Two Lagoons by Trevor Hayes (Seraph Press, 2017), 20 pp., $20; Floods Another Chamber by James Brown (Victoria University Press, 2017), 112 pp., $25; Symphony for Human Transport by Lisa Samuels (Shearsman Books, 2017), 75 pp., $17
Trevor Hayes is a Punakaiki poet, but his chapbook is founded often on the landscapes of South America, where he has lived, travelled and taught. It opens appropriately with ‘Cartography’, orienting us with a sense of place and speaker—someone reading a map at a cafe mid-journey, even if that speaker is in the second person, the lyric ‘I’ snuck in as a quotation in italics: ‘It’s a relief to be able to say / I am here—as you look out / on the contour lines …’ The sense of journey continues in many of these beautiful, carefully rendered poems, e.g. ‘Going Nowhere’, ‘Peruvian Light’, ‘Cabo de Gata, Almería’. These are uncertain landscapes in which the speaker feels marginal, such as ‘empty museums / and vacant parking lots’, and it is clear such landscapes are both physical and emotional.
Beyond the physical and metaphysical journeys suggested by maps and landscapes, the collection has an explicit interest in language itself, as in ‘Paroemiology’, which focuses on the challenges of translation. The poem consists of proverbs notable for the strangeness translation can create—hence they are intriguingly elusive: ‘Sometimes one must let / turnips be pears.’ These work to the effect of humour and also to convey the sense—as poetry often should—that more is going on than can be articulated. Hayes is also interested explicitly in the conventions of poetry itself, turning to it self-referentially: ‘There are no humans / in this poem,’ he writes in ‘Cabo de Gata, Almería’. That strategy could grow tiresome, but he manages to make such references not merely playful but also a manifestation of his own discomfort with poetic artifice, as in ‘Ash Song’. This poem acknowledges: ‘I have created / these blues myself,’ and concludes: ‘This summer / isn’t genuine. / / And these ashes / haven’t come from any fire.’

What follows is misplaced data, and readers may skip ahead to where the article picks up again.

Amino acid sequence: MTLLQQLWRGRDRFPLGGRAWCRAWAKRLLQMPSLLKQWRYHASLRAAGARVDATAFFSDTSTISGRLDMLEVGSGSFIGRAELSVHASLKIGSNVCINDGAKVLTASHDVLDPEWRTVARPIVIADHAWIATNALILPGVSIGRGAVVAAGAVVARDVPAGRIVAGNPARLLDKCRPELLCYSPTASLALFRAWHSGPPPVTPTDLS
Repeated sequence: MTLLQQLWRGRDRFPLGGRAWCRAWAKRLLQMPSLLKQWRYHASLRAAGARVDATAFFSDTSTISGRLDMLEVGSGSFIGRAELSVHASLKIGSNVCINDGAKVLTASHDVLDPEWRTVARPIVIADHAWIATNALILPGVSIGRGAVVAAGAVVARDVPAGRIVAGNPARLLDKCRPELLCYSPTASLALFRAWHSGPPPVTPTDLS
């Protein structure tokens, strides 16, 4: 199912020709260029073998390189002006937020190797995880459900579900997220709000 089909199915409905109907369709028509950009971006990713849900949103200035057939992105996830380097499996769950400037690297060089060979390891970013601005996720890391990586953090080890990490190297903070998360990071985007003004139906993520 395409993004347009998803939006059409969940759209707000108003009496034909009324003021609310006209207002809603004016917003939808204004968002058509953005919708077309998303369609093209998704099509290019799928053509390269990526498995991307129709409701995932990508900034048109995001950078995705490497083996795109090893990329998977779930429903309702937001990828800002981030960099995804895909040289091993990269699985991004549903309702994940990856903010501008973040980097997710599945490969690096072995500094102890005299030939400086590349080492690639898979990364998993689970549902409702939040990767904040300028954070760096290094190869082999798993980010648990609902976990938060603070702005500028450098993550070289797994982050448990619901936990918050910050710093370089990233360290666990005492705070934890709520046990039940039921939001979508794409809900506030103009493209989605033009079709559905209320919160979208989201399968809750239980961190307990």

This is a collection balanced on the edge of the literal and figurative, of language and experience, and it seems to me the poet consciously resists, as a matter of poetic character, venturing too far into the hall of mirrors a full aesthetic investment in language can be. Instead, he wishes to remain, however elliptically in an autobiographical sense, in the grounded world of experience. If the final poem of the collection, ‘Bread’, alludes to Wallace Stevens’ blackbirds, it refuses to render them as symbols or mere allusions—‘those two blackbirds / sitting on posts are no more / than two blackbirds on posts.’ And, having sent those blackbirds into the fog, he concludes with the solidity of experiential terrain, not poetic or cartographic abstraction, insisting: ‘The fog is not a metaphor … / I have gone into it / for some bread from the shop.’